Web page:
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Commentary | 12 November 2013

Future CFE treaty – a Ukrainian view

Valentyn Badrak |Director of the Center for Army, Conversion and Disarmament Studies

Arms Control Conventional Arms Control Defence Eastern Europe Europe NATO Russia Ukraine Euro-Atlantic Security

In the beginning, with great satisfaction I would like to emphasize the importance of the fact that the Treaty on Conventional Armed Forces in Europe (CFE) is becoming a subject of broader public and political debate. Today, there is no doubt that the treaty that was signed almost a quarter of a century ago, and which has played a significant and very positive role in trust building  between the countries of the former Warsaw Pact and NATO, has sunk into oblivion.

It is not by chance that, at the 2010 OSCE Astana Summit Meeting, Heads of State and Government of the 56 States Parties recognized the enduring value of the CFE treaty. The treaty is currently going through hard times, so at Astana there was a call for a revision and update of the conventional weapons control regime in Europe. By ignoring that call we are leaving the Euro-Atlantic security system incomplete and facing new challenges and risks.

Before I present a Ukrainian non-governmental expert view on the possible development of the situation regarding the CFE Treaty, I would like to outline the starting point from which one must identify the elements of an updated security concept for the Euro-Atlantic Region.

Ukraine is especially attracted by the idea that the system of ceilings on the amounts  of armaments and military equipment in Europe be updated to the level of a new agreement with clearly formulated provisions acceptable to all states in the Region. Can this idea be made into reality? Yes, it can, but, it seems, only in the event that the updated system meets the interests of every State in the Region.

Today, it is quite clear that the concept of building a new European security architecture by imposing mechanical limitations on the numbers of tanks, combat aircraft and other equipment types is obviously untenable. Over recent years, the challenges and threats have changed radically, as has the technoloical level of armaments and military equipment. New factors emerged such as an expanding NATO alliance and tensions in the Caucasus. Against this background, a surge in rearmament effort by certain states in the Region has become more than noticeable. Signs of latent confrontation have emerged, and with it new challenges related to the level of trust.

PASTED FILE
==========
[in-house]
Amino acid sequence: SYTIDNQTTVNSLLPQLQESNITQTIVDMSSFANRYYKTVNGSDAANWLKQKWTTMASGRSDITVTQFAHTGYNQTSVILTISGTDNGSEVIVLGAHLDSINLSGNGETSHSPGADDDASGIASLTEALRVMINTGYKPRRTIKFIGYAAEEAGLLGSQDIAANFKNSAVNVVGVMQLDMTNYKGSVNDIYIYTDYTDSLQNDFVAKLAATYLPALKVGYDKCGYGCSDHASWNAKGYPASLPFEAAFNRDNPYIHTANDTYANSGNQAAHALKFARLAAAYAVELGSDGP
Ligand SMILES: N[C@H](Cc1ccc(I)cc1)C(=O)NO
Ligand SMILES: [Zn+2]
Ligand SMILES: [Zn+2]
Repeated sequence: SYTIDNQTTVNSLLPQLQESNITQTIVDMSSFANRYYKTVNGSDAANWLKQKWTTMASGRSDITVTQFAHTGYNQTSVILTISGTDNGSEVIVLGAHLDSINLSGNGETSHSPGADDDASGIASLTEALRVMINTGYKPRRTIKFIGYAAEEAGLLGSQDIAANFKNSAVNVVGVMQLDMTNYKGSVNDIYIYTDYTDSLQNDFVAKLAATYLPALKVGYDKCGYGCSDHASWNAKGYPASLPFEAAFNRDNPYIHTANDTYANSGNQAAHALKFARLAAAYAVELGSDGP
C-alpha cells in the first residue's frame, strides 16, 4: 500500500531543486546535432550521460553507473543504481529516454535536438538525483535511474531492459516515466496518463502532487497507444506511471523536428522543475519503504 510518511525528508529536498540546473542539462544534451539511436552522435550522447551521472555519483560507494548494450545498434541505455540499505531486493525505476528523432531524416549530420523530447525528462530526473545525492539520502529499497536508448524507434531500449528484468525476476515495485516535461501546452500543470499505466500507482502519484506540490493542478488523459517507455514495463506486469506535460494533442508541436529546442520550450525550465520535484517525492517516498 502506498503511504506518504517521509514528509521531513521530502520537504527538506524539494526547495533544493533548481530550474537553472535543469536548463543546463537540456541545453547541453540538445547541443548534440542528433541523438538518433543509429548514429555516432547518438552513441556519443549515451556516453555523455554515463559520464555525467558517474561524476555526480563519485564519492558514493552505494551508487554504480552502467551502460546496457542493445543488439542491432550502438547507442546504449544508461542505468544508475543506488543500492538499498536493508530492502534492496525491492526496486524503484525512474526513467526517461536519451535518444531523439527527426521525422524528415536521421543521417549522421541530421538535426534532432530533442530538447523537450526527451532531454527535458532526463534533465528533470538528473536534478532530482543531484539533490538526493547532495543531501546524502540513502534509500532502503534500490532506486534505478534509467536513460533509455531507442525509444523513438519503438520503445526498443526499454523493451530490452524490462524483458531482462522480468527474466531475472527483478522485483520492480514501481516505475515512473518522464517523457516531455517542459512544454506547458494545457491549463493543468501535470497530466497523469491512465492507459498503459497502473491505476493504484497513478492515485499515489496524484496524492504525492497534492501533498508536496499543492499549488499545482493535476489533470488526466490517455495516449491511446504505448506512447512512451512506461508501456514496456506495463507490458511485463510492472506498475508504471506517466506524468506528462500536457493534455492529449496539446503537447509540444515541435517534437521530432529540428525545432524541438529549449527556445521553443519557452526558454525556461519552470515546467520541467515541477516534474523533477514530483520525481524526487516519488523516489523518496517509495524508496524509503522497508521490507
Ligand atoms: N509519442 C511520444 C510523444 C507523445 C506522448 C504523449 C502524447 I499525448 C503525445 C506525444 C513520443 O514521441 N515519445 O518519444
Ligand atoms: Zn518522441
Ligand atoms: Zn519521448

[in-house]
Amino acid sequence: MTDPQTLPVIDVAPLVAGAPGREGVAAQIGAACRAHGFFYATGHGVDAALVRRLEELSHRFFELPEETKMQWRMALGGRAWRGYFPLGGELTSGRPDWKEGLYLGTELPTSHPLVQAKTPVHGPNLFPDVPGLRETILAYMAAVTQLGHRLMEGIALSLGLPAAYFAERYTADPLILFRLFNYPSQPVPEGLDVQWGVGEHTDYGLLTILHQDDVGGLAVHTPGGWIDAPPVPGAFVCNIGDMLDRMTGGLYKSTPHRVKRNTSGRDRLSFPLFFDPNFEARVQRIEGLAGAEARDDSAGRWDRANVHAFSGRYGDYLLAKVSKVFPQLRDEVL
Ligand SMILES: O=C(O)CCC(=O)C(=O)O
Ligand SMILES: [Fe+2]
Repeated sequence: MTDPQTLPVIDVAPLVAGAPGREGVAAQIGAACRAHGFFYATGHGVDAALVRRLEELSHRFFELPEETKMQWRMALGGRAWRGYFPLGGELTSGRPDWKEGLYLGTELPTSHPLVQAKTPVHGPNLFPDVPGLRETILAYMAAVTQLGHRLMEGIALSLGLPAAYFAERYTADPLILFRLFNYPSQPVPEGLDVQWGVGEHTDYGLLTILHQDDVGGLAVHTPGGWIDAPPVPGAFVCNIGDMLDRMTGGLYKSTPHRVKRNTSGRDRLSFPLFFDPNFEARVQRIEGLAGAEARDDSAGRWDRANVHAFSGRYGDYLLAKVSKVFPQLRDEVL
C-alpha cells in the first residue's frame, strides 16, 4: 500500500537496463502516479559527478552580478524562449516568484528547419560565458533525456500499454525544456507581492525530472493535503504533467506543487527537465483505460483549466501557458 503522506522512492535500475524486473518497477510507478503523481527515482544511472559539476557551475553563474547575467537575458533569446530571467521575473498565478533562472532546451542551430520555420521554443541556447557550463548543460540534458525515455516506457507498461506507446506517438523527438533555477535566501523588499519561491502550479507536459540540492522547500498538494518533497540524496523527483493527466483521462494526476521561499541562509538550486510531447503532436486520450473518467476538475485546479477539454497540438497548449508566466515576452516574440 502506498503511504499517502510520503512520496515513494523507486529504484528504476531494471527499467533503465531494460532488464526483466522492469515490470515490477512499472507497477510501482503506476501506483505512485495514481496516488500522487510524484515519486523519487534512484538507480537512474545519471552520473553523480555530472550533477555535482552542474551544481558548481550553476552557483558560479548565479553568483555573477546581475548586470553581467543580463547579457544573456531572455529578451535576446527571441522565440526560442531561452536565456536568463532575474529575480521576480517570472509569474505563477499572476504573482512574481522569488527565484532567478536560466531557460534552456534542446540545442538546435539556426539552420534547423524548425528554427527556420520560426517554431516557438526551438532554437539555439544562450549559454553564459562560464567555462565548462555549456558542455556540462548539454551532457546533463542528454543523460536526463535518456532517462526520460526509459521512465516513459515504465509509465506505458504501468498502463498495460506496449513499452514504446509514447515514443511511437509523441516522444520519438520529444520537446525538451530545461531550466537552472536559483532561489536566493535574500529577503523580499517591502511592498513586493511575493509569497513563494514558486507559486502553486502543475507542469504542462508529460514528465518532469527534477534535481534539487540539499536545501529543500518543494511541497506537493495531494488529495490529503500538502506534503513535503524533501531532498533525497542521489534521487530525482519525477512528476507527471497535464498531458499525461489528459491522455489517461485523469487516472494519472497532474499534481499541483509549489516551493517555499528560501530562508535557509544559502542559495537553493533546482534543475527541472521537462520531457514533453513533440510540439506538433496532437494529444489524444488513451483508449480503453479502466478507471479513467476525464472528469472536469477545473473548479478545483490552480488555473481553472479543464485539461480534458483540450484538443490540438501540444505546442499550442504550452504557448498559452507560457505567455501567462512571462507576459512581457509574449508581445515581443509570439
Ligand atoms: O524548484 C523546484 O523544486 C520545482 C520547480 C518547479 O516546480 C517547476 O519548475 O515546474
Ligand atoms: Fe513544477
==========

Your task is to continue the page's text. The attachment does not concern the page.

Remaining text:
On the one hand, the previous security system in Europe has exhausted itself. On the other hand, the need to identify a new paradigm of European security is becoming increasingly relevant: the level of risks and threats in the region have grown significantly over the past decade.

Ukraine is more interested than some other countries in establishing a balance of armaments and military forces, not least because it laid down its nuclear arsenal for the sake of improving harmony in the Region. I would remind readers that Ukraine has also always demonstrated a constructive approach with regard to CFE Treaty adaptation and, along with Belarus, Kazakhstan and Russia, ratified the adaptation agreement which was signed in November 1999.

In return for its overall position – as became evident nearly two decades after the signing of relevant agreements – Ukraine is faced with the unfortunate fact that the security guarantees given to it by Russia, the United States and the United Kingdom no longer work.

Secondly, Ukraine declared itself a non-aligned state, but it is experiencing the discomfort of being sandwiched between two major military and political powers. I personally cannot, for example, accept the planned deployment of a military base with U.S.-built ground-launched SM-3 interceptor missiles in Romania and the deployment of American “Patriot” batteries in Poland on the one hand, and the idea of a deployment on a Russian fighter aircraft base of an additional four S-300 firing units in Belarus on the other.